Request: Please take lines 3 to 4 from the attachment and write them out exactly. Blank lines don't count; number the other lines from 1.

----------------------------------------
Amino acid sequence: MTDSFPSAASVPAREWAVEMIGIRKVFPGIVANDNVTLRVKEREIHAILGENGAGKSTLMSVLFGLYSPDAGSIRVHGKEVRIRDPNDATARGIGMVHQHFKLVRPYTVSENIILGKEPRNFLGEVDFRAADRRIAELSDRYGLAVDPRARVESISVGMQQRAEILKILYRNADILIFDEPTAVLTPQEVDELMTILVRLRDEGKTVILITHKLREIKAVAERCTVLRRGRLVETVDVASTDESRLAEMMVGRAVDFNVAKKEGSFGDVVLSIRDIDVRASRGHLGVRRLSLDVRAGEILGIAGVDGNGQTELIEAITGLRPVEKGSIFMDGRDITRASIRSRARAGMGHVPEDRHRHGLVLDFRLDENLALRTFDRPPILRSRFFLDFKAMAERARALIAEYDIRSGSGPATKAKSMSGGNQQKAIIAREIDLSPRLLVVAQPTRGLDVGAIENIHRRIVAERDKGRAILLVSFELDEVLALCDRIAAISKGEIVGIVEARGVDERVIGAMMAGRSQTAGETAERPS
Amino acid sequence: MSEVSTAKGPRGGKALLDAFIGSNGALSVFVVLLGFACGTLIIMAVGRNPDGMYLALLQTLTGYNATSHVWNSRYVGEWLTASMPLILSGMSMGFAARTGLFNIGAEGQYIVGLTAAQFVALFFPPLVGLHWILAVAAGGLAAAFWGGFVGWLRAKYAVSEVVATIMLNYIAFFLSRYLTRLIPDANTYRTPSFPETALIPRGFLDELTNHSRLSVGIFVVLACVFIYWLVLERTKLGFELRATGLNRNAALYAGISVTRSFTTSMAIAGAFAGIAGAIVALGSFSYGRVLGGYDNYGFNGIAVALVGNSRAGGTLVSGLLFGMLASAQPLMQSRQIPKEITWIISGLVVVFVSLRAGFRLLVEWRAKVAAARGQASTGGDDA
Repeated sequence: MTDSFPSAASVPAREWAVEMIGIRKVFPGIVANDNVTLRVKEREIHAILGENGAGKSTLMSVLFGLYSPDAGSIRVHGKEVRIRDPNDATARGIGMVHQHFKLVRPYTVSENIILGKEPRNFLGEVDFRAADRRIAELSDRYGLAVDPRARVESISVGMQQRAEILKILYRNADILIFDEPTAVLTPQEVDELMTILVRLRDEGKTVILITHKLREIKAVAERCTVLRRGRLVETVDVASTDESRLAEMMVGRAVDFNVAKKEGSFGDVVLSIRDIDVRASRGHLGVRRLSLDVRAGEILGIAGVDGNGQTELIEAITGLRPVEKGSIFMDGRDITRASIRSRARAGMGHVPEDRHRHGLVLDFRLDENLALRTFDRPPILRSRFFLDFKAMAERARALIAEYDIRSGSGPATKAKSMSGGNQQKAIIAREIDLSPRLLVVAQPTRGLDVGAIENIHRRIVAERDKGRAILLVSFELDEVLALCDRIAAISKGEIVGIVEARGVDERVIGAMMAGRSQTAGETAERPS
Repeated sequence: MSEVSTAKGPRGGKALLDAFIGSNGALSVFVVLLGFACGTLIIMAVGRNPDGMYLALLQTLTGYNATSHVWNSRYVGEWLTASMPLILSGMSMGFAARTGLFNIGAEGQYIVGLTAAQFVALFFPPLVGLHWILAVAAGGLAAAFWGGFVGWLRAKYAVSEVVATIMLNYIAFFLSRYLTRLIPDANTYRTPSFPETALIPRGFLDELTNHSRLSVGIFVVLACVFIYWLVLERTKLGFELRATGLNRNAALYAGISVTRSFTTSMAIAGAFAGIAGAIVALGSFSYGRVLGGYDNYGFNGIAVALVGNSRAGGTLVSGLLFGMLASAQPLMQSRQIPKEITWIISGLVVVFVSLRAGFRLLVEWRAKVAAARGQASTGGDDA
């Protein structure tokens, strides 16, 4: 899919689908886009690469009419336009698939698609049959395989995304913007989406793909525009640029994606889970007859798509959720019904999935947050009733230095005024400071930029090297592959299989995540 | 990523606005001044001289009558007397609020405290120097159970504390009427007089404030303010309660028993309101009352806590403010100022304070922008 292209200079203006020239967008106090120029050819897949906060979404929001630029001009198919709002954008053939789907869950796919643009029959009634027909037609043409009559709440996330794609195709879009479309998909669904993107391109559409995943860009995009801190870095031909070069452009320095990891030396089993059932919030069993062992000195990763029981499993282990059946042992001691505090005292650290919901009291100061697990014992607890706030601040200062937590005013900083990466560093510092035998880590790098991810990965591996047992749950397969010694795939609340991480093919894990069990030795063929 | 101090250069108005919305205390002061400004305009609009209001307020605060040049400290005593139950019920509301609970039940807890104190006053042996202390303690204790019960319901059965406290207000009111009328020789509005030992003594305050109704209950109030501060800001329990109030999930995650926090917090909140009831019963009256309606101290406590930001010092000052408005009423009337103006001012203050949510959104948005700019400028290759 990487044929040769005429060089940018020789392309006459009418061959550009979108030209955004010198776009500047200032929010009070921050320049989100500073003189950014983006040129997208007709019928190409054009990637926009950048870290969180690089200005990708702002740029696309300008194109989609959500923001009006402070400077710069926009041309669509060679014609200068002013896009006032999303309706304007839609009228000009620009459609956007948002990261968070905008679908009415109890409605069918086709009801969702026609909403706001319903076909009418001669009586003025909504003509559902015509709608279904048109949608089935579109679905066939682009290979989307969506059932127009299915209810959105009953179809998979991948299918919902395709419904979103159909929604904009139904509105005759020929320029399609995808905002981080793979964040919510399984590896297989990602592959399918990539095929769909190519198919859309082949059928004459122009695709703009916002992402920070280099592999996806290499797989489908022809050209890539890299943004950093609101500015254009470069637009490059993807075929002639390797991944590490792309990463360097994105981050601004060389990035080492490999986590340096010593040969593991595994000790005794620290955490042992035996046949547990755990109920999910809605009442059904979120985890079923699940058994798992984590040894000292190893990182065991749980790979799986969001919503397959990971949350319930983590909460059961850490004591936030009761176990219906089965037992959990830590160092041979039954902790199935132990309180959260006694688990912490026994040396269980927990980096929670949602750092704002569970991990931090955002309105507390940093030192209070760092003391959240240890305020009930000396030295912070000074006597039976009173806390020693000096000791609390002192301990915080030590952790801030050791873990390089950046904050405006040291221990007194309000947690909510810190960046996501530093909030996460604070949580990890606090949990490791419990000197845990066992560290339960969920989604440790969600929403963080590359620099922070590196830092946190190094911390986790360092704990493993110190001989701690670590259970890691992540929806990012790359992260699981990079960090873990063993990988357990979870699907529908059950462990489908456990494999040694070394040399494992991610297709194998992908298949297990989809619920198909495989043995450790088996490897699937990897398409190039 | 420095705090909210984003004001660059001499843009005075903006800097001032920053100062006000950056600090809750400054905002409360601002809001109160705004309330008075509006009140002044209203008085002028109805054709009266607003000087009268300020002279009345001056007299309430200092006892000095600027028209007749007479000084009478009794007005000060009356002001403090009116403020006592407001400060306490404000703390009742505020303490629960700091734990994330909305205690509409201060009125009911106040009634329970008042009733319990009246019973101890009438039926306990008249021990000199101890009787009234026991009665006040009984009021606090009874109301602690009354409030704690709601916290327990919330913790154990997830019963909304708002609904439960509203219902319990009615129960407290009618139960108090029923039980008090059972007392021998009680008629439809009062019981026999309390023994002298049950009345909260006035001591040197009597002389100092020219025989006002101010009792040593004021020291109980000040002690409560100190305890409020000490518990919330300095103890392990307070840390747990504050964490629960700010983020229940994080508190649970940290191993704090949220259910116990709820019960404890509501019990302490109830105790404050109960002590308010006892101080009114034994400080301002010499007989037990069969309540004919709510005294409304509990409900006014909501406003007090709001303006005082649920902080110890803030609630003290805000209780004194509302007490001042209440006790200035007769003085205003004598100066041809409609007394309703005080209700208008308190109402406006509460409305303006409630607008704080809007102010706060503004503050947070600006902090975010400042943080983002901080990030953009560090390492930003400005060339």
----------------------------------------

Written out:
Repeated sequence: MTDSFPSAASVPAREWAVEMIGIRKVFPGIVANDNVTLRVKEREIHAILGENGAGKSTLMSVLFGLYSPDAGSIRVHGKEVRIRDPNDATARGIGMVHQHFKLVRPYTVSENIILGKEPRNFLGEVDFRAADRRIAELSDRYGLAVDPRARVESISVGMQQRAEILKILYRNADILIFDEPTAVLTPQEVDELMTILVRLRDEGKTVILITHKLREIKAVAERCTVLRRGRLVETVDVASTDESRLAEMMVGRAVDFNVAKKEGSFGDVVLSIRDIDVRASRGHLGVRRLSLDVRAGEILGIAGVDGNGQTELIEAITGLRPVEKGSIFMDGRDITRASIRSRARAGMGHVPEDRHRHGLVLDFRLDENLALRTFDRPPILRSRFFLDFKAMAERARALIAEYDIRSGSGPATKAKSMSGGNQQKAIIAREIDLSPRLLVVAQPTRGLDVGAIENIHRRIVAERDKGRAILLVSFELDEVLALCDRIAAISKGEIVGIVEARGVDERVIGAMMAGRSQTAGETAERPS
Repeated sequence: MSEVSTAKGPRGGKALLDAFIGSNGALSVFVVLLGFACGTLIIMAVGRNPDGMYLALLQTLTGYNATSHVWNSRYVGEWLTASMPLILSGMSMGFAARTGLFNIGAEGQYIVGLTAAQFVALFFPPLVGLHWILAVAAGGLAAAFWGGFVGWLRAKYAVSEVVATIMLNYIAFFLSRYLTRLIPDANTYRTPSFPETALIPRGFLDELTNHSRLSVGIFVVLACVFIYWLVLERTKLGFELRATGLNRNAALYAGISVTRSFTTSMAIAGAFAGIAGAIVALGSFSYGRVLGGYDNYGFNGIAVALVGNSRAGGTLVSGLLFGMLASAQPLMQSRQIPKEITWIISGLVVVFVSLRAGFRLLVEWRAKVAAARGQASTGGDDA